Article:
Estimates of the size of key populations at risk for HIV infection: men who have sex with men, female sex workers and injecting drug users in Nairobi, Kenya
- Jerry Okal1,
- Scott Geibel1,
- Nicolas Muraguri2,
- Helgar Musyoki2,
- Waimar Tun3,
- Dita Broz4,
- David Kuria5,
- Andrea Kim6,
- Tom Oluoch6,
- H Fisher Raymond7
- 1Population Council, Nairobi, Kenya
- 2National AIDS and STD Control Programme, Nairobi, Kenya
- 3Population Council, Washington, DC, USA
- 4Division of Global HIV/AIDS, Centers for Disease Control and Prevention, Atlanta, Georgia, USA
- 5Gay and Lesbian Coalition of Kenya, Nairobi, Kenya
- 6Division of Global HIV/AIDS, Centers for Disease Control and Prevention, Nairobi, Kenya
- 7San Francisco Department of Public Health, HIV AIDS Statistics and Epidemiology, San Francisco, California, USA
- Correspondence to H Fisher Raymond, San Francisco Department of Public Health, HIV AIDS Statistics and Epidemiology, San Francisco, CA 94102, USA;
- Received 30 January 2013
- Revised 9 April 2013
- Accepted 15 May 2013
- Published Online First 11 June 2013
Objectives Size estimates of populations at higher risk for HIV infection are needed to help policy makers understand the scope of the epidemic and allocate appropriate resources. Population size estimates of men who have sex with men (MSM), female sex workers (FSW) and intravenous drug users (IDU) are few or non-existent in Nairobi, Kenya.
Methods We integrated three population size estimation methods into a behavioural surveillance survey among MSM, FSW and IDU in Nairobi during 2010–2011. These methods included the multiplier method, ‘Wisdom of the Crowds’ and an approach that drew on published literature. The median of the three estimates was hypothesised to be the most plausible size estimate with the other results forming the upper and lower plausible bounds. Data were shared with community representatives and stakeholders to finalise ‘best’ point estimates and plausible bounds based on the data collected in Nairobi, a priori expectations from the global literature and stakeholder input.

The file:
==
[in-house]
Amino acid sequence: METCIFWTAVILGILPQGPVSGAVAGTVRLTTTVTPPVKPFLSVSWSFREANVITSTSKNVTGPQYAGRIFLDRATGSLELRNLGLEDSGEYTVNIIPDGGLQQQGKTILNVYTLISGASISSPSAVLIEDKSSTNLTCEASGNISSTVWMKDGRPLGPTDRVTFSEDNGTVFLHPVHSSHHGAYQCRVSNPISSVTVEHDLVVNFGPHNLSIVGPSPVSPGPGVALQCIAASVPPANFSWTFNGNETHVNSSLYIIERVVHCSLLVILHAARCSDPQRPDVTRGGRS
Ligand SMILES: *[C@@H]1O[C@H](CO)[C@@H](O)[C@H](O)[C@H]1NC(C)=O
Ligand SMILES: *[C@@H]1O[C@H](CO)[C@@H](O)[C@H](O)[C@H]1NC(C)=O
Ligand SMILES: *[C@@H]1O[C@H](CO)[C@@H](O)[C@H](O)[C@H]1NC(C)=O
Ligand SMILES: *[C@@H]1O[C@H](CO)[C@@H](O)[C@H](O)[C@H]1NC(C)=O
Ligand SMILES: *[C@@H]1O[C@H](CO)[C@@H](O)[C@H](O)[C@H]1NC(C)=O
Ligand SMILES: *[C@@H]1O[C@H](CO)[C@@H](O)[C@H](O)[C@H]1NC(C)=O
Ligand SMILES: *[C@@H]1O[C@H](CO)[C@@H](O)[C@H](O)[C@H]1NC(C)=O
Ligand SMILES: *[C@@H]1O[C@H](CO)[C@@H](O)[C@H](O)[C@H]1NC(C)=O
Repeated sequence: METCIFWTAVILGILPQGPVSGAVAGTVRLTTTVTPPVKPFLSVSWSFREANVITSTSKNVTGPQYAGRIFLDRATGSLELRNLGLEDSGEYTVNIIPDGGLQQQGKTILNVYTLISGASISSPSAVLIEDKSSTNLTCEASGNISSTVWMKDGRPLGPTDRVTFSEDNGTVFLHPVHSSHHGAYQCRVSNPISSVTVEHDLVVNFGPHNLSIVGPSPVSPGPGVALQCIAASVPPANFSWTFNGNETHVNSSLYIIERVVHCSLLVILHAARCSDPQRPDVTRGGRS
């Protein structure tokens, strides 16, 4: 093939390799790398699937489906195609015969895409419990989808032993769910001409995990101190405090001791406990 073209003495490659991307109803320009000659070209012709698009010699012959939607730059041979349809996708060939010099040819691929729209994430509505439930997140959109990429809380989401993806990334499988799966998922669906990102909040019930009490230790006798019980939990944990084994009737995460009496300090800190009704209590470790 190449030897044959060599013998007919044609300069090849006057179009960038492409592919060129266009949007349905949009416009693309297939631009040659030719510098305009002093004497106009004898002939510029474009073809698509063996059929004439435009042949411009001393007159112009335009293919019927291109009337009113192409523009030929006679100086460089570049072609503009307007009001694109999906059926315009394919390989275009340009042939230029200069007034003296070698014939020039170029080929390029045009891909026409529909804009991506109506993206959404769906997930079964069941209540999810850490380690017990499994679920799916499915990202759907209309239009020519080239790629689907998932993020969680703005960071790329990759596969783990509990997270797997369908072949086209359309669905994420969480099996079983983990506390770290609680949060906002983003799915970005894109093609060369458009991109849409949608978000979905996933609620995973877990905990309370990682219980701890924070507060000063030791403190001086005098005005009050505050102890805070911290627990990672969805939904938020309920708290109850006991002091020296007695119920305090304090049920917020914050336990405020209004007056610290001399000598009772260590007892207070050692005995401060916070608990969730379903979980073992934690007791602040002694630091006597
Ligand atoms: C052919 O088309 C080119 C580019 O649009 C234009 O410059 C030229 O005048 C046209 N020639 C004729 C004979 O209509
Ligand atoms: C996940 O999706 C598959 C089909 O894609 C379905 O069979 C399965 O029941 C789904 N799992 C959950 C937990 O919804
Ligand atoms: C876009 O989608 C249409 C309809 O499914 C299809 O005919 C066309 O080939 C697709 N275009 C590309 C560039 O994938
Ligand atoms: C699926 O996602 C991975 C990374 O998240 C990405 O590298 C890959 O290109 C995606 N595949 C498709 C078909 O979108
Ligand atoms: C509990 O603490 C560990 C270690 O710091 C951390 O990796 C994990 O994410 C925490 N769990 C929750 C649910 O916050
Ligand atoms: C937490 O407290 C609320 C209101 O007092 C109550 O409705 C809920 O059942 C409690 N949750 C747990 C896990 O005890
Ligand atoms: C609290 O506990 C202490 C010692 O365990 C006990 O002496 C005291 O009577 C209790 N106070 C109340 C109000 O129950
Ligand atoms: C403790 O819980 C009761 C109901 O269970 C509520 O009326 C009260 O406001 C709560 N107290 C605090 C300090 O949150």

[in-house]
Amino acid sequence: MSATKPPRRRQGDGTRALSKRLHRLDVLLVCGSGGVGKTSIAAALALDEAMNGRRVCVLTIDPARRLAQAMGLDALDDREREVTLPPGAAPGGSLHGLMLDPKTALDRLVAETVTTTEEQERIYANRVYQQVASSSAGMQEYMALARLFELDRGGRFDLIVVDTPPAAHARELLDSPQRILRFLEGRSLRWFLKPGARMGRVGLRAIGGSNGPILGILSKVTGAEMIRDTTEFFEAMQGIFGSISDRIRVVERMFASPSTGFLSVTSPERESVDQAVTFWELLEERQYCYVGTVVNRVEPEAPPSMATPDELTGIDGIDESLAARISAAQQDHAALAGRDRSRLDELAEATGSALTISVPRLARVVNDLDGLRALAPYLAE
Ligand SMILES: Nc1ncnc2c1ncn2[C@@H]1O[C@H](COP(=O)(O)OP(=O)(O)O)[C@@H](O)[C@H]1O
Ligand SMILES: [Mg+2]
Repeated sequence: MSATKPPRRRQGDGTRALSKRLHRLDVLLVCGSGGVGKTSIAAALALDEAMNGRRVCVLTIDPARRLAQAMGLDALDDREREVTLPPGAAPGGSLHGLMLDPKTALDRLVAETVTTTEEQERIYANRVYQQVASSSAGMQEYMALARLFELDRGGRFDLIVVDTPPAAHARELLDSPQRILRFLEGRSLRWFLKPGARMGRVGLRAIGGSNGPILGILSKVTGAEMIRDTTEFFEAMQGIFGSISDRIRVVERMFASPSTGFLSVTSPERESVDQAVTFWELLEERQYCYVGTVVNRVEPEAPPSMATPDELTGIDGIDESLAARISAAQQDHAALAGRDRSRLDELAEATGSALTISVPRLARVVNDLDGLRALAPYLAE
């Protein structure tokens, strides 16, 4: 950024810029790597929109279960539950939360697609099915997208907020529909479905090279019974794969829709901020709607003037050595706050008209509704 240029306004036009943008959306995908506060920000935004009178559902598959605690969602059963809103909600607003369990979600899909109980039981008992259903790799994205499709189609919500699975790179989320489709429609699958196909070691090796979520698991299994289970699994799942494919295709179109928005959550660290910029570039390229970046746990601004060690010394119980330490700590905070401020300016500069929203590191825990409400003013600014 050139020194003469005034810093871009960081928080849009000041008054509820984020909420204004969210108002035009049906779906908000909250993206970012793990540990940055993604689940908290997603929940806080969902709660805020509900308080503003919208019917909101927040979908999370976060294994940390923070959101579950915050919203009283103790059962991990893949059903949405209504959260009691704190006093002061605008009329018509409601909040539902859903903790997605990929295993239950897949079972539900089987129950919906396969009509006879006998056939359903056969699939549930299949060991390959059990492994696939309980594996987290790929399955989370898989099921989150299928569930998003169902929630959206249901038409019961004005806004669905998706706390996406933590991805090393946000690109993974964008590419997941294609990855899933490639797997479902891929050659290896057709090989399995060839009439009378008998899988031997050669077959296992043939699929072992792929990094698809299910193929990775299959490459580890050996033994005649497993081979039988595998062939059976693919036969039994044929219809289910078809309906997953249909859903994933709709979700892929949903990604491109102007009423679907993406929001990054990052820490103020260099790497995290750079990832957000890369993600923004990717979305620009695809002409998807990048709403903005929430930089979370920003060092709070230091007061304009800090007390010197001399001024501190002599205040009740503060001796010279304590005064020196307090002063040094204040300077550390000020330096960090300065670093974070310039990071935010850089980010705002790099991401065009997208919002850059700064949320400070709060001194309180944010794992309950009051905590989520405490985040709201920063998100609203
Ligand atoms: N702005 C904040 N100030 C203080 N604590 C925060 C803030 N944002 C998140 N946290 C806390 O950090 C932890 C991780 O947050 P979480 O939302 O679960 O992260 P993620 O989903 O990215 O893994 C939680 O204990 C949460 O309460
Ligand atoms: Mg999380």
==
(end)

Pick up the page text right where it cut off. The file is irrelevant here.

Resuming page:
Results We estimate there are approximately 11 042 MSM with a plausible range of 10 000–22 222, 29 494 FSW with a plausible range of 10 000–54 467 FSW and approximately 6107 IDU and plausibly 5031–10 937 IDU living in Nairobi.
Conclusions We employed multiple methods and used a wide range of data sources to estimate the size of three hidden populations in Nairobi, Kenya. These estimates may be useful to advocate for and to plan, implement and evaluate HIV prevention and care programmes for MSM, FSW and IDU. Surveillance activities should consider integrating population size estimation in their protocols.